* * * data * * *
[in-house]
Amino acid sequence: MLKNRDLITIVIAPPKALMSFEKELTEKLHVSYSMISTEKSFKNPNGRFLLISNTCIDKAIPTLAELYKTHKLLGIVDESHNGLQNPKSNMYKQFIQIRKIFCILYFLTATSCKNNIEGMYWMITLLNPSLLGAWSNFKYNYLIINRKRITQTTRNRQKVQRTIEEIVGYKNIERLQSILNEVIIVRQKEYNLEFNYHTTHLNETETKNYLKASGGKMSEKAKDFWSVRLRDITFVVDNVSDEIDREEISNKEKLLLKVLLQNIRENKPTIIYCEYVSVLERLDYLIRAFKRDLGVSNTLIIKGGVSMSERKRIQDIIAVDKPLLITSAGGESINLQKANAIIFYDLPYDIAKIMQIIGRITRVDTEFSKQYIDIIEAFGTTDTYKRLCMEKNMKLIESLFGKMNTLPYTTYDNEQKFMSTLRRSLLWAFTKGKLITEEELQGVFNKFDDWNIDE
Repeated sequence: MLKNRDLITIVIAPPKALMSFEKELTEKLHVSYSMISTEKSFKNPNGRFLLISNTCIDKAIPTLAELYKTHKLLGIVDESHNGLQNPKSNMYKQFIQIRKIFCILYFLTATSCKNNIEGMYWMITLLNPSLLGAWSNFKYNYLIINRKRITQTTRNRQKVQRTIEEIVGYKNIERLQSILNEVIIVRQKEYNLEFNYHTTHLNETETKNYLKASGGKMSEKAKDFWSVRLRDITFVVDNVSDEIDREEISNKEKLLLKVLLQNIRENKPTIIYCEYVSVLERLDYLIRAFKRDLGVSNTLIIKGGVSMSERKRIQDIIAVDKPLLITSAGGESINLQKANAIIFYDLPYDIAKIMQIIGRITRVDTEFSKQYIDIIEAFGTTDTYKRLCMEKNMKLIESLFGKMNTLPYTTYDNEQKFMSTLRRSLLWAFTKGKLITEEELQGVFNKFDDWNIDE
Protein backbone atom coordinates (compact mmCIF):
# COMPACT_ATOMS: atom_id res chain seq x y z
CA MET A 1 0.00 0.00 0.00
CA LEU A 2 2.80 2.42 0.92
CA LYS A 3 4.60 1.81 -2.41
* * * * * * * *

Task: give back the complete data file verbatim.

[in-house]
Amino acid sequence: MLKNRDLITIVIAPPKALMSFEKELTEKLHVSYSMISTEKSFKNPNGRFLLISNTCIDKAIPTLAELYKTHKLLGIVDESHNGLQNPKSNMYKQFIQIRKIFCILYFLTATSCKNNIEGMYWMITLLNPSLLGAWSNFKYNYLIINRKRITQTTRNRQKVQRTIEEIVGYKNIERLQSILNEVIIVRQKEYNLEFNYHTTHLNETETKNYLKASGGKMSEKAKDFWSVRLRDITFVVDNVSDEIDREEISNKEKLLLKVLLQNIRENKPTIIYCEYVSVLERLDYLIRAFKRDLGVSNTLIIKGGVSMSERKRIQDIIAVDKPLLITSAGGESINLQKANAIIFYDLPYDIAKIMQIIGRITRVDTEFSKQYIDIIEAFGTTDTYKRLCMEKNMKLIESLFGKMNTLPYTTYDNEQKFMSTLRRSLLWAFTKGKLITEEELQGVFNKFDDWNIDE
Repeated sequence: MLKNRDLITIVIAPPKALMSFEKELTEKLHVSYSMISTEKSFKNPNGRFLLISNTCIDKAIPTLAELYKTHKLLGIVDESHNGLQNPKSNMYKQFIQIRKIFCILYFLTATSCKNNIEGMYWMITLLNPSLLGAWSNFKYNYLIINRKRITQTTRNRQKVQRTIEEIVGYKNIERLQSILNEVIIVRQKEYNLEFNYHTTHLNETETKNYLKASGGKMSEKAKDFWSVRLRDITFVVDNVSDEIDREEISNKEKLLLKVLLQNIRENKPTIIYCEYVSVLERLDYLIRAFKRDLGVSNTLIIKGGVSMSERKRIQDIIAVDKPLLITSAGGESINLQKANAIIFYDLPYDIAKIMQIIGRITRVDTEFSKQYIDIIEAFGTTDTYKRLCMEKNMKLIESLFGKMNTLPYTTYDNEQKFMSTLRRSLLWAFTKGKLITEEELQGVFNKFDDWNIDE
Protein backbone atom coordinates (compact mmCIF):
# COMPACT_ATOMS: atom_id res chain seq x y z
CA MET A 1 0.00 0.00 0.00
CA LEU A 2 2.80 2.42 0.92
CA LYS A 3 4.60 1.81 -2.41